Salamina: The Greek Island Within Shouting Distance
John Carr goes into bat for Salamina, that much-maligned, silent achiever of the Saronic, shaped just like a “stranded octopus”.
“So, did you go anywhere interesting over the weekend?”
(A shocked silence.) “Please tell me you are joking.”
That’s the kind of reaction you may well expect after you admit to visiting the one Greek island that never claimed to be a tourist magnet and seems to be quite happy not being one. You won’t find Salamina in your hotel and resort lists. As far as the vacationing world is concerned, it doesn’t exist.
Ask any Greek what he or she thinks of Salamina and you might well get a wrinkled nose in reply. That rag of an island, with refineries at one end and a sewage processing plant at the other? Therefore, intrigued by Salamina’s total absence from the tourism discourse (why does nobody go there?), I checked it out. So here’s what you can suggest to those sun-thirsty relatives or friends who’ve just popped in from Birmingham or Berlin or Boston, and barely having yanked their luggage off the airport carousel, ask breathlessly: “Hey, is there a nearby island where we can spend a day, you know, go in the morning and come back in the evening?”
Wallowing in the subtle sense of superiority of someone who actually lives within shouting distance of a Greek island, we might suggest Aigina, less than an hour away by fast hydrofoil, or more distant Poros. But, we’re happy to announce, there’s a cheaper, nearer and quicker alternative.
The sole guidebook I could find that makes even a passing mention of Salamina describes it as “the best-known island among those who have never visited Greece, the least-known among those who have.” That dwindling class of people who are familiar with Greek history know Salamina as the island of Salamis, where in 480 BC Themistocles and the Greek fleet pounded Xerxes’ Persian ships into toothpicks while Xerxes himself raged ineffectually from his elevated observation post. But that’s about the only good press the island has ever had. In the following centuries its name became Koulouri, to be renamed Salamis/ina in the nineteenth century by a government eager to re-establish Greece’s ancient pedigree. However, according to the same guidebook, the island “frankly does not live up to so glorious a name.”
A thirty-minute drive down the Attiki and Corinth highways (fifteen minutes if you’re a Greek driver), brings you to the Megara turn-off. From there a bumpy asphalt ribbon leads to the ferry terminal. The voyage lasts all of five minutes – is this the shortest such crossing in the world? You barely have time to switch off your engine before you’re clanking off again. After a seven-minute drive through a coastal pine wood, you’re at the main town nestling in one of the deep inlets facing south. What strikes the visitor at once is the small snow-white church perched on a startling bastion of ochre rock soaring abruptly a few streets back from the waterfront.
Only then do you realize that this is a genuine Greek island and not the oily and grimy offshore rustbelt you had been warned about.
There are waterfront cafes and tavernas, including a pasta place that serves helpings three times the usual size – perhaps a reminder of the days when Aias, a beefy Trojan War hero, was strutting about the island. Across the bay the pine-clad hills are dotted with holiday homes, many of them well-kept and prosperous-looking. The locals seem well-dressed enough.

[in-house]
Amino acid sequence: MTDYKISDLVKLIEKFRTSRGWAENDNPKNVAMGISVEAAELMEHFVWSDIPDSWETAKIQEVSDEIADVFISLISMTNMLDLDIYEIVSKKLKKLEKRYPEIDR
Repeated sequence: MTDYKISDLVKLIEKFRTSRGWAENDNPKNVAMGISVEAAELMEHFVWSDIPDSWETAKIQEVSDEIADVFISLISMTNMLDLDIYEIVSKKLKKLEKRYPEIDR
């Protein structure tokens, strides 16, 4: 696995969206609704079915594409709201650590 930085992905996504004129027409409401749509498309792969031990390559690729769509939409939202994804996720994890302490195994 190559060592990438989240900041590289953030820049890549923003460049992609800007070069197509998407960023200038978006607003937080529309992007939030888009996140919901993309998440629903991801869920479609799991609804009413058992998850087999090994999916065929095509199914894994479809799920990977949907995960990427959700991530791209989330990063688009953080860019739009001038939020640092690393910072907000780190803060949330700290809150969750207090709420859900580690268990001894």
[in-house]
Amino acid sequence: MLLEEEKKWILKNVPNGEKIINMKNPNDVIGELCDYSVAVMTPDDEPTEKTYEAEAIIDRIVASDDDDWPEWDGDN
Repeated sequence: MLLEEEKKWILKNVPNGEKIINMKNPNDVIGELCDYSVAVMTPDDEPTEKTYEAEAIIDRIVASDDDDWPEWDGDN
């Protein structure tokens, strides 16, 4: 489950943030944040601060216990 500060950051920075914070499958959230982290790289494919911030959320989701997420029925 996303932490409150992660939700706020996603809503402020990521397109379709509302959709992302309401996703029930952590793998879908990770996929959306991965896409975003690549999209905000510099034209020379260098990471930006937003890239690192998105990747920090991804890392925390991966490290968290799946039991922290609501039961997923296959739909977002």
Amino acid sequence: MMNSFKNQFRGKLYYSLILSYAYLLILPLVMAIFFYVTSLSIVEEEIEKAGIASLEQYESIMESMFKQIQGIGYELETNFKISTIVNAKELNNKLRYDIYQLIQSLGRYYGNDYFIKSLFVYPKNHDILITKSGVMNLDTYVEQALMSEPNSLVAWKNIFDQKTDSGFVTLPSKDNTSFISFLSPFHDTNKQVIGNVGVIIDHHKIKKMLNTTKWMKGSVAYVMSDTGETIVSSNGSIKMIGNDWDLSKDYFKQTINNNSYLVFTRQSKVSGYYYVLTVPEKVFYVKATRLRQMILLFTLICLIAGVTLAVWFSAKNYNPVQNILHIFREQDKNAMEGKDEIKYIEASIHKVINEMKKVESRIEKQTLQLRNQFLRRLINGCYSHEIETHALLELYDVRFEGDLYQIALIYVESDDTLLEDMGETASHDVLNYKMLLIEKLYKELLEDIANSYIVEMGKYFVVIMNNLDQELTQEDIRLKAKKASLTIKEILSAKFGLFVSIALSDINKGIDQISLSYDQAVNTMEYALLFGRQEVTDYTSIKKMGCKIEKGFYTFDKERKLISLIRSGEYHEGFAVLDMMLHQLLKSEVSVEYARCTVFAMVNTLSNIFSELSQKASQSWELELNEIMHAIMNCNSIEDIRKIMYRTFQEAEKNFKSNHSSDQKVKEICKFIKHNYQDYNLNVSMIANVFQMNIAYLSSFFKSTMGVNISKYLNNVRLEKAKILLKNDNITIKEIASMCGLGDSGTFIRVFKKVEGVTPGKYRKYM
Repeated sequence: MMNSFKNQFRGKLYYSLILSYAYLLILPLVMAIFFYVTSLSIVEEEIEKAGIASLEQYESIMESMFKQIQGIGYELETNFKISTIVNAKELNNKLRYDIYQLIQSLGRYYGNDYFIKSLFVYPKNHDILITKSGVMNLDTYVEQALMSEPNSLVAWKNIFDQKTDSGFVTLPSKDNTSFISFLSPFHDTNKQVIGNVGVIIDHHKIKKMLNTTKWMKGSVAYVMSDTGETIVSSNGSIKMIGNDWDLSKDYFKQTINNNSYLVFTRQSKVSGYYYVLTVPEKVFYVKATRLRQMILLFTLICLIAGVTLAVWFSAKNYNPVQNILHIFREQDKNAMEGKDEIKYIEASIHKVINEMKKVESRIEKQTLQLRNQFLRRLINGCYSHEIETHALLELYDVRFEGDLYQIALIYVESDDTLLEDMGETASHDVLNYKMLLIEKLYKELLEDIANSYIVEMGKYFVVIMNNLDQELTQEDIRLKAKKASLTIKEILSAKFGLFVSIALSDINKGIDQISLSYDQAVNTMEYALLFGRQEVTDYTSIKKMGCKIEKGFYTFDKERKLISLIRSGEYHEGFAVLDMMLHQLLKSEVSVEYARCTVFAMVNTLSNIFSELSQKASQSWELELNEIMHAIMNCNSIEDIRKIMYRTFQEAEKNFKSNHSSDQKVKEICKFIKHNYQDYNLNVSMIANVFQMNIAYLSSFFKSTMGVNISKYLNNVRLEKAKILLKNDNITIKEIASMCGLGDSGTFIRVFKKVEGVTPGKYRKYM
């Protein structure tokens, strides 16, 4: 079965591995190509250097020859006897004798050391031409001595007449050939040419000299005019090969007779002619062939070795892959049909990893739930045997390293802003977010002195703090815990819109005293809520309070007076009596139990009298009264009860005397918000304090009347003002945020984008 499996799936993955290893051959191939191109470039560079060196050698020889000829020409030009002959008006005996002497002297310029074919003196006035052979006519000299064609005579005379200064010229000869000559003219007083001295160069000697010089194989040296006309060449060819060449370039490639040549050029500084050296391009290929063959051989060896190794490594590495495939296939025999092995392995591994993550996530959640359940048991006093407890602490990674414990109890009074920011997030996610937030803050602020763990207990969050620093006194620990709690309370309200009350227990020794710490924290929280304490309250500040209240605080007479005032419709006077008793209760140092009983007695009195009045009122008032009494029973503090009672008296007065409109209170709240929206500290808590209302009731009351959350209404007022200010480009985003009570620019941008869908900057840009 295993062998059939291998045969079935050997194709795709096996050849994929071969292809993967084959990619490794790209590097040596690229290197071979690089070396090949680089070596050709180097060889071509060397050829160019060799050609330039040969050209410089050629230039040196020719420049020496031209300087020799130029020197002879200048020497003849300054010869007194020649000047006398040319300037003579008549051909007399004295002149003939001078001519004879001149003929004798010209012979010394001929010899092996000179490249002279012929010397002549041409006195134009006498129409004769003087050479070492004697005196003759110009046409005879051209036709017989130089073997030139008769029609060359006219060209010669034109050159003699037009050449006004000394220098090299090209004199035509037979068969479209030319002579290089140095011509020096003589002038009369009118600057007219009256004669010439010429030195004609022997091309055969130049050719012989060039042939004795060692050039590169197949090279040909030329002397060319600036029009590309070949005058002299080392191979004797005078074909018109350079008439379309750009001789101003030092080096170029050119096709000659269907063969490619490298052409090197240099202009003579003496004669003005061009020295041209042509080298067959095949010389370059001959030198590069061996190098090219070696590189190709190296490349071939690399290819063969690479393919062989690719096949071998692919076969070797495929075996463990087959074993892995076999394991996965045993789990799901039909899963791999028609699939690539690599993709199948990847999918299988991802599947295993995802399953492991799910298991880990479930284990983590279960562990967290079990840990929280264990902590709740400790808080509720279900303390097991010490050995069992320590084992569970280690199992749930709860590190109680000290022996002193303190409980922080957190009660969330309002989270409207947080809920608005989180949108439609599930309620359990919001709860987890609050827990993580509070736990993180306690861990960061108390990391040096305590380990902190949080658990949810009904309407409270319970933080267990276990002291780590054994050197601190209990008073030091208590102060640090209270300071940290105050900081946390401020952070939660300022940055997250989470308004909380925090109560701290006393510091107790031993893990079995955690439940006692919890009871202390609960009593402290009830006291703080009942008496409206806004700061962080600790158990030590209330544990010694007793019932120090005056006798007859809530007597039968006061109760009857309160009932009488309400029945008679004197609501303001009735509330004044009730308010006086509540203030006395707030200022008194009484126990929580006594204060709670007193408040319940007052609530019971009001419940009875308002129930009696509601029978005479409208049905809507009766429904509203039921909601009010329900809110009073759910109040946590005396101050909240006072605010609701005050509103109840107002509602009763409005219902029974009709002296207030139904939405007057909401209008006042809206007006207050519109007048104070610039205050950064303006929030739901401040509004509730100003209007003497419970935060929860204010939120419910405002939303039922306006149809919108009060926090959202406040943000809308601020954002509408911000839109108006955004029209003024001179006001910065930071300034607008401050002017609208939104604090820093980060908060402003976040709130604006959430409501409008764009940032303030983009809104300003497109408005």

A look at the map reveals Salamina to have the splayed shape of a stranded octopus, with promontories and inlets all over the place. Pre-lunch, it’s a good idea to drive south through the wooded heights dominating the southern peninsula to the beach at Kanakia. A fine fish lunch can be had here, or at the more accessible Selinia, reachable from the main port of Piraeus by small passenger boat and offering a view of the Athens coast.
The historically-minded can sit here and imagine what it must have been like in 480 BC, when the smoke from burning Athens filled the horizon and the panicked inhabitants were fleeing in boats to Salamis before the marauding Persians. Plutarch tells a heart-rending tale of a dog belonging to Pericles’ father Xanthippos, who was one of the refugees. Xanthippos’ dog, howling in grief and unable to bear being parted from him, jumped into the sea and swam alongside the ship. It eventually staggered ashore at Salamis, where it promptly collapsed and died. The dog was buried at a spot called Kynossema (meaning Tomb of the Dog), and honoured for centuries afterwards. The tomb must still be around there somewhere.
On the way back to the port you can drive past crumbling elegant mansions in their cocoon of overgrown gardens, derelict survivors of a genteel past among the prevailing nondescript concrete. The waterfront Vegera cafe, kitschily over- decorated as is usual in Greek country towns, is a favourite spot for Sunday-afternoon families and Saturday-evening teenagers, with tables right at the water’s edge. A haunting place for an evening meal is Aiantio (named after the nearby ruins of Aias’ palace), seven kilometres south of the main town, where the sunset paints the bay a russet gold.
I’ve left until last the one must-see on Salamina, and that’s the Convent of Our Lady Phaneromeni. It’s on the right of the road just a few minutes after you drive off the ferry. If you ask politely, the abbess can usher you into the jewel of this particular crown, the 11th century katholikon, or convent church. The walls and ceiling are crammed with more than 3,000 hand-painted figures from Scripture in a mind-blowing visual explosion (sorry, no photographs). As you leave, the abbess points out of the door. “Don’t forget, the world out there is false,” she says, and gestures to the ceiling: “The true world is in here.”